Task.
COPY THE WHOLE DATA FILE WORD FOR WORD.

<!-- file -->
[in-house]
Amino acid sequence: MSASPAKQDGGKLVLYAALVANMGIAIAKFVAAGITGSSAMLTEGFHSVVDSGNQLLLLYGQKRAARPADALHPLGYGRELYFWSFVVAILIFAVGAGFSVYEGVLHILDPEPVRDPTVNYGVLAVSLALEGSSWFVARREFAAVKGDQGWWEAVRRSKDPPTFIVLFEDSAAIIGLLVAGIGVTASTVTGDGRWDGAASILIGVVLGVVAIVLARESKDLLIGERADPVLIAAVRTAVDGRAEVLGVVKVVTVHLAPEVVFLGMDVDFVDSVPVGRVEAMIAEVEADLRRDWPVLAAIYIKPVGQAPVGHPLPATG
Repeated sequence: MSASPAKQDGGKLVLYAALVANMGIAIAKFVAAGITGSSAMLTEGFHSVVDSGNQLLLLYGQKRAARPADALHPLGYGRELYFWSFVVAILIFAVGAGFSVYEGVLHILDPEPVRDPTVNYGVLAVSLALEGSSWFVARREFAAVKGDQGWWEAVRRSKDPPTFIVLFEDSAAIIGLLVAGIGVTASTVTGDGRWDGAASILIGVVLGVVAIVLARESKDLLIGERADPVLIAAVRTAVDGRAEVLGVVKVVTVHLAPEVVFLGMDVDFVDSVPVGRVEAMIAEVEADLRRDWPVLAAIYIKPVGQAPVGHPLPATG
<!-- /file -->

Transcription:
[in-house]
Amino acid sequence: MSASPAKQDGGKLVLYAALVANMGIAIAKFVAAGITGSSAMLTEGFHSVVDSGNQLLLLYGQKRAARPADALHPLGYGRELYFWSFVVAILIFAVGAGFSVYEGVLHILDPEPVRDPTVNYGVLAVSLALEGSSWFVARREFAAVKGDQGWWEAVRRSKDPPTFIVLFEDSAAIIGLLVAGIGVTASTVTGDGRWDGAASILIGVVLGVVAIVLARESKDLLIGERADPVLIAAVRTAVDGRAEVLGVVKVVTVHLAPEVVFLGMDVDFVDSVPVGRVEAMIAEVEADLRRDWPVLAAIYIKPVGQAPVGHPLPATG
Repeated sequence: MSASPAKQDGGKLVLYAALVANMGIAIAKFVAAGITGSSAMLTEGFHSVVDSGNQLLLLYGQKRAARPADALHPLGYGRELYFWSFVVAILIFAVGAGFSVYEGVLHILDPEPVRDPTVNYGVLAVSLALEGSSWFVARREFAAVKGDQGWWEAVRRSKDPPTFIVLFEDSAAIIGLLVAGIGVTASTVTGDGRWDGAASILIGVVLGVVAIVLARESKDLLIGERADPVLIAAVRTAVDGRAEVLGVVKVVTVHLAPEVVFLGMDVDFVDSVPVGRVEAMIAEVEADLRRDWPVLAAIYIKPVGQAPVGHPLPATG